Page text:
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Why This Yoga Instructor Lifts Weights

“You’re a yoga instructor, why do you also lift weights?”

This is common when I share with others that I have a personal trainer and that I lift weights. Most times, it’s delivered with a look and voice of surprise too.

There seems to be an idea that yoga and lifting weights are exclusive to each other; that by being a yogi, we can’t lift weights and conversely, by being a gym bunny, we can’t be yogis.

However, I’ve found that they complement each very well. Below, I provide reasons that I’ve derived from my own experience of mixing up my weekly fitness regime with yoga and weight training.

1. Yoga complements all activities.

Yoga poses builds strength & flexibility in all our muscles, which helps us in many other sporting activities. Yoga also provides the much needed stretch for our muscles, after we’ve done any physical exercises; this keeps our muscles supple and reduces build up of tension in them.

My previous post on Why You Should Yoga provides three broad reasons for this.

2. Lifting weights builds muscle strength, which in turn helps with my core strength.

When I first began doing asanas, I realised that I lacked core strength to hold basic poses:
– In Adho Mukha Svanasana (downward facing dog), my hands couldn’t hold my torso up, my legs couldn’t hold my lower body up, and my abs just couldn’t lift my hips and pelvis up.
– In Ardha Navasana (half boat pose), I lacked strength in by abdominals and quadriceps femoris to lift my lower legs so that shins are parallel to the mat while keeping my body balanced on my sit bones.
– In Chaturanga Dandasana (four limbed staff pose), I lacked strength in my biceps and triceps to hold my body parallel off the mat without collapsing totally.

Although regular yoga practice will gradually strengthen the muscles in time, I discovered that regular gym work that targetted my core muscles sped up the strength building process. It’s been quite amazing to see the leap in my muscle strength and engagement with just two weeks of targetted strength training.

3. Yoga provides more body awareness, and vice versa.

Yoga activates muscles that we seldom use, and increases our awareness of these muscles. One good example is our triceps, which we seldom utilise in daily movement. Coming into Makara Adho Mukha Svanasana (forearm plank) or ardha pincha mayurasana (dolphin pose), the triceps are fired up to maintain the pose. It can be seen that tricep strength are important for arm balances and arm press poses.

Gaining awareness of the tricep muscles allows us to be more mindful of our movements when undergoing strength conditioning weight exercises the triceps. Personally, I realise that I immediately know when I am not fully engaging my tricep muscles in targetted workouts such as the overhead tricep extension. It allows me to consciously keep my shoulders down and maintain a neutral back, so that only my tricep muscles are the ones doing all the work.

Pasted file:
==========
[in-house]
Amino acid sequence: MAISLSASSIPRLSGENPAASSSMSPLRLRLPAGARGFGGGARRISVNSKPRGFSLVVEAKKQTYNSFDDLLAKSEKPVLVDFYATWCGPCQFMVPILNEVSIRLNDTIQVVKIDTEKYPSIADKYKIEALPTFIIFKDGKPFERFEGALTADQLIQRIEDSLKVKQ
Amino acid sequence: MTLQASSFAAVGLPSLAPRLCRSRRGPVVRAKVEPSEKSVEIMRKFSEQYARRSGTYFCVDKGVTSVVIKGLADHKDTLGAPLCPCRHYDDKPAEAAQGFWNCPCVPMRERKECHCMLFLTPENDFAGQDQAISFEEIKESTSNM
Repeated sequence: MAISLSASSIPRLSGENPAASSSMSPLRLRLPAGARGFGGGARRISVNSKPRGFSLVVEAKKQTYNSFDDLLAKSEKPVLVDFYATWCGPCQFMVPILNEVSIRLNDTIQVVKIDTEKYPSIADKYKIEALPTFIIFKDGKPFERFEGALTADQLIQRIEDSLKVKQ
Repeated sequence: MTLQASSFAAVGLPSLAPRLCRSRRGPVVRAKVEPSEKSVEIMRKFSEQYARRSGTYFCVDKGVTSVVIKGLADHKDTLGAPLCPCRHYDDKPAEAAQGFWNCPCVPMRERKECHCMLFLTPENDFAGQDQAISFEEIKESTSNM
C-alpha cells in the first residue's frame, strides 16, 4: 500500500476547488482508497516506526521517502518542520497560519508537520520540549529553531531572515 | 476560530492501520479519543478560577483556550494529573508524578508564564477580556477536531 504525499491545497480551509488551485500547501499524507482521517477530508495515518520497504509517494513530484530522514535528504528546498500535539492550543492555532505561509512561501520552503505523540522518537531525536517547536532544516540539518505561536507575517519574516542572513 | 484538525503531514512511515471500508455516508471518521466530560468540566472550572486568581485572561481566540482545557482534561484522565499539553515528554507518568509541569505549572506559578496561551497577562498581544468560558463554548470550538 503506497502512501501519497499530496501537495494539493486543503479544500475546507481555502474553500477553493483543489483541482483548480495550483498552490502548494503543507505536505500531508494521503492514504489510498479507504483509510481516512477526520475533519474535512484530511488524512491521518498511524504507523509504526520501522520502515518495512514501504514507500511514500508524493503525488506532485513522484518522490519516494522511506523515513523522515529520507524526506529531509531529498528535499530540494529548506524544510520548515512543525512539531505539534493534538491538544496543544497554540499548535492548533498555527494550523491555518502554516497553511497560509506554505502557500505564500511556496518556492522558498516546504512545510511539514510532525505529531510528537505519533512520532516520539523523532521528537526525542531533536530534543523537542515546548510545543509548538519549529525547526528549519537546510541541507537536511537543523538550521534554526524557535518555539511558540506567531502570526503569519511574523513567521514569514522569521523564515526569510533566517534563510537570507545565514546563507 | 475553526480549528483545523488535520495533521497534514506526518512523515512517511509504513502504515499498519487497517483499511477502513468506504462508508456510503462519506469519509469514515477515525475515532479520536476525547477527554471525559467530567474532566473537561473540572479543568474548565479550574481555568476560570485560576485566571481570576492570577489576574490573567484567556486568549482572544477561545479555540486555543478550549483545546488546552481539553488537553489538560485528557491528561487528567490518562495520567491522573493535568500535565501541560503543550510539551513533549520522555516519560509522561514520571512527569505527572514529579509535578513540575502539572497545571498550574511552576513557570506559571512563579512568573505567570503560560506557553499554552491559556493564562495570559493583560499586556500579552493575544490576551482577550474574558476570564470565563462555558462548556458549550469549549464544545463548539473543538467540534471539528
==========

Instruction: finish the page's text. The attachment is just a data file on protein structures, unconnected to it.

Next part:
Bringing it back to the yoga mat, the awareness of doing a proper overhead tricep extension gives me more awareness of how quickly my tricep muscles are engaged when moving into poses that require upper arm support.

Thus, yoga and weights here complement each other.

4. Lifting weights builds muscles, which burns body fat and leans up the body.

This is something that yoga doesn’t proved, no matter how often and how regularly we hit the mat. I’ve discovered that the only way to achieve a sculpted look is with building strength in my muscles. As my muscles become stronger through weight training, the buffer fat melts away to reveal muscle definition and a more sculpted look.

This last point is a personal preference, as I like to have some definition and leanness on my lanky body. Otherwise, I feel as if I look like I can easily be snapped into half by an over enthusiastic hugger.

 

In summary, I’ve discovered that the more I build strength in the gym, the more I need yoga to stretch out my muscles and fascia, and the more supple these become, the easier it is for me to isolate the muscle groups as I exercise them in the gym.

Ultimately, mixing yoga with weight lifting works well for me. Both provide me with strength and flexibility, and pad up my fitness routine well.

As you already can tell, my approach to fitness is an all-round approach: while there isn’t one-exercise-fits-all, our body will benefit the most from combining both strength and flexibility conditioning together. So that we continue to age well and retain full mobility of our limbs.

All weight training photos taken at The House of Gainz by my personal trainer, Carl Chia.